Nestle, a professor and founder of the department of Nutrition, Food Studies, and Public Health at New York University, is the author of acclaimed books, includingFood Politics: How the Food Industry Influences Nutrition and Health, and most recently, Why Calories Count: From Science to Politics.

In anticipation of her Grand Rounds talk, the student group Food Policy and Obesity Prevention interviewed Nestle about everything from attempts to regulate Big Soda, GMO labeling, to school lunches done right.

The federal Dietary Guideline Advisory Committee recently published recommendations that for the first time considered issues of food sustainability. There has been a lot of controversy.    

The guidelines have always been controversial, but never anything like this. I think this is an example of how worried the food industry is about the pushback about diet and health in America. Sustainability is the "S word" in Washington. The guidelines committee is trying to do is what I've been advocating for a very long time, which is to bring agricultural policy in line with health policy. Right now the policies are completely divorced.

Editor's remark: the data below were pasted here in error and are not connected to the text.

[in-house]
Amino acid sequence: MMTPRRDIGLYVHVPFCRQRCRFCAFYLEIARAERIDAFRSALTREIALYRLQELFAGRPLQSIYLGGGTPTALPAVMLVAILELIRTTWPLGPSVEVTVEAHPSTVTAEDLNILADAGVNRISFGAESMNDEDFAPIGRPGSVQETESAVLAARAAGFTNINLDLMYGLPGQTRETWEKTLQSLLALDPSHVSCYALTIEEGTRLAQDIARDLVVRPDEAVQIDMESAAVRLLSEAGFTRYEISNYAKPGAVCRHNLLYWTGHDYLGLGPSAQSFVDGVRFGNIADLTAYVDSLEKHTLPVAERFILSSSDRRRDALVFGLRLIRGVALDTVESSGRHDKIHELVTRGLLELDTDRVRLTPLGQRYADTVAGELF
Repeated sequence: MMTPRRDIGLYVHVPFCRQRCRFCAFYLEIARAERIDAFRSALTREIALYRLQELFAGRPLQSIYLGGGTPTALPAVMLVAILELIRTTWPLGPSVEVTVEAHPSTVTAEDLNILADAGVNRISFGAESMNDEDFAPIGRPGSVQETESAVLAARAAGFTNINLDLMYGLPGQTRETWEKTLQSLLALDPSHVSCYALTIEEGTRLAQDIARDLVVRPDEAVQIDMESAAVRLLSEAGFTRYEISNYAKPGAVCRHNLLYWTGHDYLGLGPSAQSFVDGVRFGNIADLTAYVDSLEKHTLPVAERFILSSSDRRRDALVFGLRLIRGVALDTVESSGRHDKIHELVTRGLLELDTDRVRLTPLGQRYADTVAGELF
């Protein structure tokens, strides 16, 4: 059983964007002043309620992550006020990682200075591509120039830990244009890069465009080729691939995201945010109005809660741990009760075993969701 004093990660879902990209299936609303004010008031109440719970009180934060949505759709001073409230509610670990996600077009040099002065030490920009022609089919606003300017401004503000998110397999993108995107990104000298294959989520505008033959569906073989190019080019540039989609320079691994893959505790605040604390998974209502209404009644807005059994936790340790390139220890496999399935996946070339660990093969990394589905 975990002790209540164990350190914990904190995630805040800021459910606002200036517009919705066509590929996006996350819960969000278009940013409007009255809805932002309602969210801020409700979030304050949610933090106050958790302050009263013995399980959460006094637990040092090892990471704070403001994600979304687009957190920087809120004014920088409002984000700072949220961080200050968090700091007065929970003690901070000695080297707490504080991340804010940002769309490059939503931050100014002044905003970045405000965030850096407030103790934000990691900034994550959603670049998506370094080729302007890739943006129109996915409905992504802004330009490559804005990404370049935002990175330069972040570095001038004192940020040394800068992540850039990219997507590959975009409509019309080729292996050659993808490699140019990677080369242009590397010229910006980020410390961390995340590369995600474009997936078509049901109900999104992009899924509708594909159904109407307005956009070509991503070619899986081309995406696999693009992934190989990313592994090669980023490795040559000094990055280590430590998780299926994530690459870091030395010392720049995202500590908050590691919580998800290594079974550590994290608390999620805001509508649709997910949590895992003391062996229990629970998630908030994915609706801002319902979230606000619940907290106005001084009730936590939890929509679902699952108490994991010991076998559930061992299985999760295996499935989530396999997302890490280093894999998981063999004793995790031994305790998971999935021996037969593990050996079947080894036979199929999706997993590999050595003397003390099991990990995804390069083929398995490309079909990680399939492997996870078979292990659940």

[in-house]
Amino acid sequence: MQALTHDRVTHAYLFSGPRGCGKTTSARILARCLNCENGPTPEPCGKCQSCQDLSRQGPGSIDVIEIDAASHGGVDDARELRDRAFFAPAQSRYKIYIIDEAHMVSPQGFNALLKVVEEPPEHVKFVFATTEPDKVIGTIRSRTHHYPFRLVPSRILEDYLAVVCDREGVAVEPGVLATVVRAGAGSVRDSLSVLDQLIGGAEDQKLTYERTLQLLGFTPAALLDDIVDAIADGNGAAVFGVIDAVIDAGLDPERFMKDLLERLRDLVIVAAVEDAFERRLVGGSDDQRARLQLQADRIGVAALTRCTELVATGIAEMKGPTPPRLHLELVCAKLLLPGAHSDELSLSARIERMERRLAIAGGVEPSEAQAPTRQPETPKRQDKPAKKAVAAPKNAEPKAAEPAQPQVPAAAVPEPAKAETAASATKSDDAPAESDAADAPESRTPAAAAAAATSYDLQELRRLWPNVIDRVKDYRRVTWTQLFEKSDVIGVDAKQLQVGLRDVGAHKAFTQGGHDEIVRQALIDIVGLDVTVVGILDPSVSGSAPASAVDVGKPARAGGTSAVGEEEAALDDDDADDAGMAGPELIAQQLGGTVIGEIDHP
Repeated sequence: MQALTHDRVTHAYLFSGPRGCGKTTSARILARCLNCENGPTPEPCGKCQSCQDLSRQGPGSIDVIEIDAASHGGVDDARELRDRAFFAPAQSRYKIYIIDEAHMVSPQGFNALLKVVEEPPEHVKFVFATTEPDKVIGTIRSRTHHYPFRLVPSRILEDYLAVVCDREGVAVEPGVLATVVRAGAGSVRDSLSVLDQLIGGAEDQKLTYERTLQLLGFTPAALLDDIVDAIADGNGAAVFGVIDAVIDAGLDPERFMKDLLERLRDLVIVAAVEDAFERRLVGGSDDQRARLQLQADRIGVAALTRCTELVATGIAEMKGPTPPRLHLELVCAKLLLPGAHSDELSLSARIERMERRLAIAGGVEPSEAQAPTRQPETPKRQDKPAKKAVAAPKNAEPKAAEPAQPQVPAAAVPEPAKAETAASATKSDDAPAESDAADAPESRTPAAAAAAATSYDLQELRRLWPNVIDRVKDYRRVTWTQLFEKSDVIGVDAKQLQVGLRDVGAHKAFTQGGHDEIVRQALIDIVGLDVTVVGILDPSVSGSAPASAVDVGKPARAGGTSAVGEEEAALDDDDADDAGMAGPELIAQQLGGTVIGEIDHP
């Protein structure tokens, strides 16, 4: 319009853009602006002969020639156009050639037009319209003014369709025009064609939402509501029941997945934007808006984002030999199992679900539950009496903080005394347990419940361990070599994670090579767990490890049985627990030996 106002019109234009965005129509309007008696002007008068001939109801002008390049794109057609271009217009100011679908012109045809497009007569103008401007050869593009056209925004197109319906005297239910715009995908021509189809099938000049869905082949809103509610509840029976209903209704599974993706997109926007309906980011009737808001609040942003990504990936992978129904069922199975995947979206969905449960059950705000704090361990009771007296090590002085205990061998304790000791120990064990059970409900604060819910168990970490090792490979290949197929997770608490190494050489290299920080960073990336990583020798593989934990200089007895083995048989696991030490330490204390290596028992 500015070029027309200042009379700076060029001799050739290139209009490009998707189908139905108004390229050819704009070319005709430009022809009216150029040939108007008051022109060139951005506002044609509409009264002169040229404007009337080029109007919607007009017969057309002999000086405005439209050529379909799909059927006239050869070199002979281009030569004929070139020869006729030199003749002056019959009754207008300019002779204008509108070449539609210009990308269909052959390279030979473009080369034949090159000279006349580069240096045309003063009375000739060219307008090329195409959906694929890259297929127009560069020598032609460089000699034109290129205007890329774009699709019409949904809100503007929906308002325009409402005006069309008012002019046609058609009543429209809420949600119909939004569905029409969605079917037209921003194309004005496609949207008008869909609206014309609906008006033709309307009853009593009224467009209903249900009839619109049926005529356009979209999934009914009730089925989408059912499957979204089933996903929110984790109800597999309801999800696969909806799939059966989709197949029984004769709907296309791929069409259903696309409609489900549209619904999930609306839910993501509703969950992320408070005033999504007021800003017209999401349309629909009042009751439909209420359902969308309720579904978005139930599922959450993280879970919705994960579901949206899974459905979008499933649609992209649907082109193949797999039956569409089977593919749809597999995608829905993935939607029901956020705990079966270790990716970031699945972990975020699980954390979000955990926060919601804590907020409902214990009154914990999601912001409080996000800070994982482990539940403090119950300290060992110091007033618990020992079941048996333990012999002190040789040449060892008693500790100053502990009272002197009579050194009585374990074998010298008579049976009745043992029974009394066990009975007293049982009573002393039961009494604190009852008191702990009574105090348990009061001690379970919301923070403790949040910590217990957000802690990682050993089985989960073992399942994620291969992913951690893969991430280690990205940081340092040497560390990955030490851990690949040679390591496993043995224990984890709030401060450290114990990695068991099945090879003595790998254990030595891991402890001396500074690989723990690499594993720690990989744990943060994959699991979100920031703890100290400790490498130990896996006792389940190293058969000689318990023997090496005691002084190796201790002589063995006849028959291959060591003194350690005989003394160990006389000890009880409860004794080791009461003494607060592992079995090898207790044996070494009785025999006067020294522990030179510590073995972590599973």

At the same time you have Heinz and Kraft joining forces.  

The food industry is in a defensive position because food and health advocates have been enormously successful in changing the market and changing people's views. The fastest growing segment of the food industry is organics. The makers of processed foods are in retreat.  Warren Buffett must think there's plenty of money to be made in selling junk foods.  I hope he's wrong.

Is Big Food increasingly eyeing opportunities overseas?

If you can't sell it here, you sell it there. The best example of this is the soda industry, which is the subject of my next book. There has been a 10- to 15-year decline in sales of carbonated sweetened beverages in the United States. It's one of the great successes of health advocacy. To compensate, Coke and Pepsi are increasingly focusing their efforts overseas. Expect obesity and its consequences to follow.

Speaking of global commerce, should we be concerned about trade agreements like the Transpacific Partnership?

Food and Water Watch called it "NAFTA on steroids." It's very hard to know what's going on because the negotiations are being done in secret. People are worried that a lot of the protections we have against bad things in food will be taken away on the basis of violations of trade agreements.


Poster supporting a soda tax in Berkeley